Whistleblower complaints and fraud claims are on the rise across industry sectors and within differing subject matter areas. While we traditionally think about the Occupational Safety and Health Administration (OSHA) in connection with workplace safety, OSHA also is the one stop shop for whistleblower programs. Since the passage of the Occupational Safety and Health Act in 1970, Congress has expanded OSHA’s whistleblower authority to protection workers from retaliation under twenty-two federal laws. OSHA’s enforcement of whistleblower laws expands the Agency’s authority beyond the traditional workplace health and safety arena to protected activity relating to, for example, cargo containers, airlines, consumer products, environmental concerns, food safety, motor vehicle safety, maritime, and railroads, among many other areas.
In 2017, workers in the trucking and railroad industries filed the most whistleblower complaints prompting OSHA to schedule a public meeting on June 12, 2018 seeking input on whistleblower practices and experiences for industry stakeholders. Written comments or other materials may be submitted to OSHA on or before June 5. See 83 Fed. Reg. 19838 (May 4, 2018).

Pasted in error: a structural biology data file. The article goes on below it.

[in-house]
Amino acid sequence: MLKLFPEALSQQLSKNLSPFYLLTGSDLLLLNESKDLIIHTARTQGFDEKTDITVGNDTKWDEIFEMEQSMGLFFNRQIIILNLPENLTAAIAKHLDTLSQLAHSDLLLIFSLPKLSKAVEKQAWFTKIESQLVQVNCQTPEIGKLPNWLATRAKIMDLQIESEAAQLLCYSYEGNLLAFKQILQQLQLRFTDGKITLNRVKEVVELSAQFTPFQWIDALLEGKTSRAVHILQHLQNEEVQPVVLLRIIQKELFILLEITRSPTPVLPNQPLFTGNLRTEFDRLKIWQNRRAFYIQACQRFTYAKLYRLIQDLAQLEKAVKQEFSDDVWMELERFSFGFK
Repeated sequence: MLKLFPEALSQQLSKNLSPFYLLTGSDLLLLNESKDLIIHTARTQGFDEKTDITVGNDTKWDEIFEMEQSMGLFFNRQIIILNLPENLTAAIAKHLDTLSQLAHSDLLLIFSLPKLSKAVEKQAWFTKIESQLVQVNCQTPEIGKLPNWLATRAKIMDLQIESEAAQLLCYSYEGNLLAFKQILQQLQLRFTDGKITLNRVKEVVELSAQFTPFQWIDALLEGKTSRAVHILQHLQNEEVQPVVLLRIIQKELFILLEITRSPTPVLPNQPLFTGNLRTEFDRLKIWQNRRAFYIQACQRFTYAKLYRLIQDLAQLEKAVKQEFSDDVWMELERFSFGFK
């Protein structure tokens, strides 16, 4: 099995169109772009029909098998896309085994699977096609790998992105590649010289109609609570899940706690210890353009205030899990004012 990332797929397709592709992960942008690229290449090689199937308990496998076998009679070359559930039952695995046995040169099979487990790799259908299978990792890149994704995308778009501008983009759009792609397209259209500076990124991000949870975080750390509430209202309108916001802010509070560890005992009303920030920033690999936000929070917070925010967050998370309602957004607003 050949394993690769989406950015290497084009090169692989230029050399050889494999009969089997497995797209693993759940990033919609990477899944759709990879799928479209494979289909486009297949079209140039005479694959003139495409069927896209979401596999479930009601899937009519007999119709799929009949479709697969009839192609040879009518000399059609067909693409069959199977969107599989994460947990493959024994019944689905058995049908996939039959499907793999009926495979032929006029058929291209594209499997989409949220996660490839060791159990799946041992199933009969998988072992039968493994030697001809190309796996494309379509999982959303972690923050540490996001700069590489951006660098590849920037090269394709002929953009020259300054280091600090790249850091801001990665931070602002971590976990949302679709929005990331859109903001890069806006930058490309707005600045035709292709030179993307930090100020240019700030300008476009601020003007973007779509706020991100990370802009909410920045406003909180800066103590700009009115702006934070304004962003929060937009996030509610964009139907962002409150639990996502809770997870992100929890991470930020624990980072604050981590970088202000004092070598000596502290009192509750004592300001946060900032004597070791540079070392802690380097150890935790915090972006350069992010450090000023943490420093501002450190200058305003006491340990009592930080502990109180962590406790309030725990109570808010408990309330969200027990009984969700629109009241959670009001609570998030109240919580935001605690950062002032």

OSHA protects workers who complain to their employer, OSHA or other government agencies about unsafe or unhealthful working conditions. It also oversees a number of laws protecting employees from retaliation because they report violations of environmental laws related to drinking water and water pollution, toxic substances, solid waste disposal, air quality and air pollution, asbestos in schools and hazardous waste disposal sites.
For business, OSHA maintains significant legal and regulatory resources online related to whistleblower laws, time frames for filing complaints, and other helpful resources about the whistleblower process both for the employee but also for the employer.
When OSHA next knocks on your door, the Agency may be conducting a workplace health and safety inspection or it may be investigating a whistleblower complaint under one of twenty-two federal laws enforced by OSHA.